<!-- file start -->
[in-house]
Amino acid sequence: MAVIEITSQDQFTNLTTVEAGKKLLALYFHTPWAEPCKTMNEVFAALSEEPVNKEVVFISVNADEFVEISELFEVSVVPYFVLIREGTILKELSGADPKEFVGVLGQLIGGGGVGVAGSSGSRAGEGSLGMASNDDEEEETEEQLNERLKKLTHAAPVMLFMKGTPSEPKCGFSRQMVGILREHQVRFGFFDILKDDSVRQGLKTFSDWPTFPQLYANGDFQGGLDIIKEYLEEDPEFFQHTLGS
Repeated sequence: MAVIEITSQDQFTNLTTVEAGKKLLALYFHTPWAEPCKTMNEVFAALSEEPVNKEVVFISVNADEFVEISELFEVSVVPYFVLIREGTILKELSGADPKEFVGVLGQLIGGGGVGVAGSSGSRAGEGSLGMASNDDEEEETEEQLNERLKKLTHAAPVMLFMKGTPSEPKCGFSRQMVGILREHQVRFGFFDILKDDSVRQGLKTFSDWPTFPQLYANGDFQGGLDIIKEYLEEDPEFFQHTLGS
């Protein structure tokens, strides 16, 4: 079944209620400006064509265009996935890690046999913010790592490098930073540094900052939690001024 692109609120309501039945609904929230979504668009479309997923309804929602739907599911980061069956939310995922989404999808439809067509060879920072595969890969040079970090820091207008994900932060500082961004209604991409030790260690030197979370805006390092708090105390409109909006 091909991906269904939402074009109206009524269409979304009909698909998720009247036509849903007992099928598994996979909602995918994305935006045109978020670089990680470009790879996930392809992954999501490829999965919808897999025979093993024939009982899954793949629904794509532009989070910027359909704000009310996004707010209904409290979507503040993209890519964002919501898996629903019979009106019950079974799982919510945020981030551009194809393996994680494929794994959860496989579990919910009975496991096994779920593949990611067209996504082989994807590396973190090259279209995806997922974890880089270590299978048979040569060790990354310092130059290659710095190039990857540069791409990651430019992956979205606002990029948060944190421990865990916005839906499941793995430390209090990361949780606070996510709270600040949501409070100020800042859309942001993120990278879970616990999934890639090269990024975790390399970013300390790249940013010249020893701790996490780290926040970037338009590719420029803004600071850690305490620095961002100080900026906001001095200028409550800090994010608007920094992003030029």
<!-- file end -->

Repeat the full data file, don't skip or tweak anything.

[in-house]
Amino acid sequence: MAVIEITSQDQFTNLTTVEAGKKLLALYFHTPWAEPCKTMNEVFAALSEEPVNKEVVFISVNADEFVEISELFEVSVVPYFVLIREGTILKELSGADPKEFVGVLGQLIGGGGVGVAGSSGSRAGEGSLGMASNDDEEEETEEQLNERLKKLTHAAPVMLFMKGTPSEPKCGFSRQMVGILREHQVRFGFFDILKDDSVRQGLKTFSDWPTFPQLYANGDFQGGLDIIKEYLEEDPEFFQHTLGS
Repeated sequence: MAVIEITSQDQFTNLTTVEAGKKLLALYFHTPWAEPCKTMNEVFAALSEEPVNKEVVFISVNADEFVEISELFEVSVVPYFVLIREGTILKELSGADPKEFVGVLGQLIGGGGVGVAGSSGSRAGEGSLGMASNDDEEEETEEQLNERLKKLTHAAPVMLFMKGTPSEPKCGFSRQMVGILREHQVRFGFFDILKDDSVRQGLKTFSDWPTFPQLYANGDFQGGLDIIKEYLEEDPEFFQHTLGS
């Protein structure tokens, strides 16, 4: 079944209620400006064509265009996935890690046999913010790592490098930073540094900052939690001024 692109609120309501039945609904929230979504668009479309997923309804929602739907599911980061069956939310995922989404999808439809067509060879920072595969890969040079970090820091207008994900932060500082961004209604991409030790260690030197979370805006390092708090105390409109909006 091909991906269904939402074009109206009524269409979304009909698909998720009247036509849903007992099928598994996979909602995918994305935006045109978020670089990680470009790879996930392809992954999501490829999965919808897999025979093993024939009982899954793949629904794509532009989070910027359909704000009310996004707010209904409290979507503040993209890519964002919501898996629903019979009106019950079974799982919510945020981030551009194809393996994680494929794994959860496989579990919910009975496991096994779920593949990611067209996504082989994807590396973190090259279209995806997922974890880089270590299978048979040569060790990354310092130059290659710095190039990857540069791409990651430019992956979205606002990029948060944190421990865990916005839906499941793995430390209090990361949780606070996510709270600040949501409070100020800042859309942001993120990278879970616990999934890639090269990024975790390399970013300390790249940013010249020893701790996490780290926040970037338009590719420029803004600071850690305490620095961002100080900026906001001095200028409550800090994010608007920094992003030029």